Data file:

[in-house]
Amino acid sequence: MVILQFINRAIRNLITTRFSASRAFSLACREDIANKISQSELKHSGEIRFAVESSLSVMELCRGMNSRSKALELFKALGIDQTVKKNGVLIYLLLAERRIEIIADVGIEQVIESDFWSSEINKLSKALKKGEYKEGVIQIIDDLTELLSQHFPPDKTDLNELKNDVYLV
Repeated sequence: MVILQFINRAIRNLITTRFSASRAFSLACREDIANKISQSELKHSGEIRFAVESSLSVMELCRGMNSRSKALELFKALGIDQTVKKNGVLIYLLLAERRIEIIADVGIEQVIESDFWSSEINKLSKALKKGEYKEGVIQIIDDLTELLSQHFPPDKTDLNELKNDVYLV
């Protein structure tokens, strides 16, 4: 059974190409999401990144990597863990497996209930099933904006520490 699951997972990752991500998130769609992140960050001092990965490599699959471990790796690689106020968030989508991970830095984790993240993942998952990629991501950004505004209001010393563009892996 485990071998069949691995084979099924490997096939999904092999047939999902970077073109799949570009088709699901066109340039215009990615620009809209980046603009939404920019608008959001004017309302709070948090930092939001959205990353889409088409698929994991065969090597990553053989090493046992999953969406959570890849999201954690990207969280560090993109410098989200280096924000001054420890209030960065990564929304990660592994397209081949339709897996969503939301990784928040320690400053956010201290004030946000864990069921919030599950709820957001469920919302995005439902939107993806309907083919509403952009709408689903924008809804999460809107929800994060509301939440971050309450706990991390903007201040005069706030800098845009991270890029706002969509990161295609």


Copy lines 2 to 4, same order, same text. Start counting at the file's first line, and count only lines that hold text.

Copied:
Amino acid sequence: MVILQFINRAIRNLITTRFSASRAFSLACREDIANKISQSELKHSGEIRFAVESSLSVMELCRGMNSRSKALELFKALGIDQTVKKNGVLIYLLLAERRIEIIADVGIEQVIESDFWSSEINKLSKALKKGEYKEGVIQIIDDLTELLSQHFPPDKTDLNELKNDVYLV
Repeated sequence: MVILQFINRAIRNLITTRFSASRAFSLACREDIANKISQSELKHSGEIRFAVESSLSVMELCRGMNSRSKALELFKALGIDQTVKKNGVLIYLLLAERRIEIIADVGIEQVIESDFWSSEINKLSKALKKGEYKEGVIQIIDDLTELLSQHFPPDKTDLNELKNDVYLV
């Protein structure tokens, strides 16, 4: 059974190409999401990144990597863990497996209930099933904006520490 699951997972990752991500998130769609992140960050001092990965490599699959471990790796690689106020968030989508991970830095984790993240993942998952990629991501950004505004209001010393563009892996 485990071998069949691995084979099924490997096939999904092999047939999902970077073109799949570009088709699901066109340039215009990615620009809209980046603009939404920019608008959001004017309302709070948090930092939001959205990353889409088409698929994991065969090597990553053989090493046992999953969406959570890849999201954690990207969280560090993109410098989200280096924000001054420890209030960065990564929304990660592994397209081949339709897996969503939301990784928040320690400053956010201290004030946000864990069921919030599950709820957001469920919302995005439902939107993806309907083919509403952009709408689903924008809804999460809107929800994060509301939440971050309450706990991390903007201040005069706030800098845009991270890029706002969509990161295609």